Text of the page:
Ayer’s claim that “a statement is only meaningful if it is analytic or empirically verifiable” is itself neither an analytic truth or empirically verifiable! Therefore, according to its own criteria, the verification principle is meaningless.

Falsifiability

Despite how it may sound, falsifiability is not about being true or false. Instead, falsifiability is part of what it takes for a statement to be meaningful.

  • Falsifiable statements are meaningful and capable of being true or false
  • Unfalsifiable statements are meaningless, and not capable of being true or false.

A statement is falsifiable if it is inconsistent with some possible observation. In other words, there has to be some possible evidence that could count against that statement – otherwise the statement is meaningless.

The statement “water boils at 100°c” is falsifiable because it could be proven wrong by some possible observation. For example, if we heated a beaker of water and it didn’t boil despite a reliable thermometer showing 500°c, this observation would count against the statement. So, “water boils at 100°c” is a falsifiable and meaningful statement because there are possible tests that could prove it wrong.

In contrast, the statement “everything in the universe doubles in size every 10 seconds” is unfalsifiable because no possible observation could disprove it. You could use a ruler to measure things every 10 seconds but this couldn’t disprove the claim because you could just say that the ruler doubled in size as well! There is seemingly no possible experiment that could disprove the statement “everything in the universe doubles in size every 10 seconds” and so it is unfalsifiable and meaningless.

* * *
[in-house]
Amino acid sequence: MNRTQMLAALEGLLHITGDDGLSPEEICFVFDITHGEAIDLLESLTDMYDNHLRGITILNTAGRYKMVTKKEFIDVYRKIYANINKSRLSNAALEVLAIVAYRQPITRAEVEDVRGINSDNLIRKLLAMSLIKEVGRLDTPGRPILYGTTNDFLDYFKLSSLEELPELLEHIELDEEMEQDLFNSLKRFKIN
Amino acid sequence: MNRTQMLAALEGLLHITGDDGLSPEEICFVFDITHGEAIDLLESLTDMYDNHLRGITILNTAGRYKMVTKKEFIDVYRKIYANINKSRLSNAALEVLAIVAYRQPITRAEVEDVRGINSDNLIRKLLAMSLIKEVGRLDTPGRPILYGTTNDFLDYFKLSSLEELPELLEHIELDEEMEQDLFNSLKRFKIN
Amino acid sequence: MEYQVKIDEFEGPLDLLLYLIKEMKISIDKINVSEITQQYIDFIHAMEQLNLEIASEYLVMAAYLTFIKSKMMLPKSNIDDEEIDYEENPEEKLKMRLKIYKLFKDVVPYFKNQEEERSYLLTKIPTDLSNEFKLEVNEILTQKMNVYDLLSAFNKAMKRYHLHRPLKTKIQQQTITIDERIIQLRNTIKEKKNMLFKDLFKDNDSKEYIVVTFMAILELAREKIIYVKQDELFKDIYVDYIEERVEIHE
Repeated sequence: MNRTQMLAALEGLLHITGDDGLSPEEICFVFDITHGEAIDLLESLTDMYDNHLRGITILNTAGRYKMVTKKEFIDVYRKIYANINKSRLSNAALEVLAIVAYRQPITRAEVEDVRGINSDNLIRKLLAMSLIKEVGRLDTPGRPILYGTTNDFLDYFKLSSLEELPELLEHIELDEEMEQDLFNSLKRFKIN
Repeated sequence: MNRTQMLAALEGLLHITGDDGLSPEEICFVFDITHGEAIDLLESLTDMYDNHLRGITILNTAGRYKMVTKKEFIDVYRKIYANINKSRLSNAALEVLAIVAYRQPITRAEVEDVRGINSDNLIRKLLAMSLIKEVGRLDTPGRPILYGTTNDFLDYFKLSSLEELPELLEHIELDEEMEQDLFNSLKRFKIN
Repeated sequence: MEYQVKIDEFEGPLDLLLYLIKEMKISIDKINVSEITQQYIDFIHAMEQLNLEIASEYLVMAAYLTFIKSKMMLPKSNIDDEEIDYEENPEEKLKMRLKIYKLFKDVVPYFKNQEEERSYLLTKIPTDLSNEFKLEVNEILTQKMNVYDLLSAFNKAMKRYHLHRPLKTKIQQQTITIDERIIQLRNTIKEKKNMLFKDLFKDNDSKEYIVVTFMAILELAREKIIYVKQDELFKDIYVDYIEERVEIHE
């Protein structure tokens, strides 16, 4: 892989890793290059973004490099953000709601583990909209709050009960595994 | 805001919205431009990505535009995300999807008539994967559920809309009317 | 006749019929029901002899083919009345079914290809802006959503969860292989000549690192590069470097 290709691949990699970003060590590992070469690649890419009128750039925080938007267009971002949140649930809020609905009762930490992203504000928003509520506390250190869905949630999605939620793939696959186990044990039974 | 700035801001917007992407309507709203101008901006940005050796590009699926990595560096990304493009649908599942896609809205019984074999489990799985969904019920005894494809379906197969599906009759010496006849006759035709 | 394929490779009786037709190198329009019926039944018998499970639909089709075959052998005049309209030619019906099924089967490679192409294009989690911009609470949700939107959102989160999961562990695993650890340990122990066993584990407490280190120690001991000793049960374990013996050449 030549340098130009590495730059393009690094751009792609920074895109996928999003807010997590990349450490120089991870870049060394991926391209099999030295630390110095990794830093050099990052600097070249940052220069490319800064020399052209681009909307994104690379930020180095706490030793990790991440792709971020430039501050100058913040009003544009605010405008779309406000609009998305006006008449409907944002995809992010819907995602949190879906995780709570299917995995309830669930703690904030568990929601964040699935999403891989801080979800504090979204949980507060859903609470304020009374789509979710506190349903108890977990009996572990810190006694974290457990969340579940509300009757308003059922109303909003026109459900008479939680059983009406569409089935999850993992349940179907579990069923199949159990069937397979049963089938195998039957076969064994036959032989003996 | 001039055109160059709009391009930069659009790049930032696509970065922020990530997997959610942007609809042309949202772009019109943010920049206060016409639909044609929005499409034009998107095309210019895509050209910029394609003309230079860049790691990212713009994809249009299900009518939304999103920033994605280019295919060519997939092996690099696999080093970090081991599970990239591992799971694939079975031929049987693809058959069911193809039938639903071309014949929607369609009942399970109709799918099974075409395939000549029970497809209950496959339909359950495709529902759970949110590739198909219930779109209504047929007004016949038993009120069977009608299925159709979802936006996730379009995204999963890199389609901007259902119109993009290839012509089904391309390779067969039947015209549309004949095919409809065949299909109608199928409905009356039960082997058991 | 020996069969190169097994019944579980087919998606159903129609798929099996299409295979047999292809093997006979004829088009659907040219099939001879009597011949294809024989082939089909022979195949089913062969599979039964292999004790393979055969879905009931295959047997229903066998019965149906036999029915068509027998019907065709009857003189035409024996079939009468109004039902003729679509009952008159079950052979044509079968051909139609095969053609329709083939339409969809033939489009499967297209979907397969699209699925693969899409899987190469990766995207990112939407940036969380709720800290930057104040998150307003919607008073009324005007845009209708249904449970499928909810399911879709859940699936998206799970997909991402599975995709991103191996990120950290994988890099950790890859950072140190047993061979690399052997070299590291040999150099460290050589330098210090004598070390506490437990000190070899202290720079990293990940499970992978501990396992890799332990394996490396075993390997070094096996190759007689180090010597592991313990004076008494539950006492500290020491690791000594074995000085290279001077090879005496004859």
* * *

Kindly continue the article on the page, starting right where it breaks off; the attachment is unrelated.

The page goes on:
Anthony Flew: Invisible Gardener

Anthony Flew gives the following analogy in an attempt to show that religious language – in particular the statement “God exists” – is unfalsifiable, and therefore meaningless:

  • Two explorers find a clearing in a jungle. Both weeds and flowers grow here.
  • Explorer A says the clearing is the work of a gardener. Explorer B disagrees.
  • To settle the argument, they keep watch for the gardener.
  • After a few days, they haven’t seen him, but Explorer A says it’s because the gardener is invisible
  • So, they set up an electric fence and guard dogs to catch the gardener instead
  • But, after a few more days, they still haven’t detected him
  • Explorer A then says that not only is the gardener invisible, he’s also intangible, makes no sound, has no smell, etc.
  • Explorer B: What is the difference between this claim and the claim that the gardener doesn’t even exist?
  • In other words, Explorer A’s theory is unfalsifiable – nothing could possibly prove this theory wrong, but nothing could prove it correct either.
  • Because it is unfalsifiable, Explorer A’s theory is meaningless.

In case it’s not obvious:

  • Jungle clearing = the world
  • Invisible gardener = God
  • Flowers = Good
  • Weeds = Evil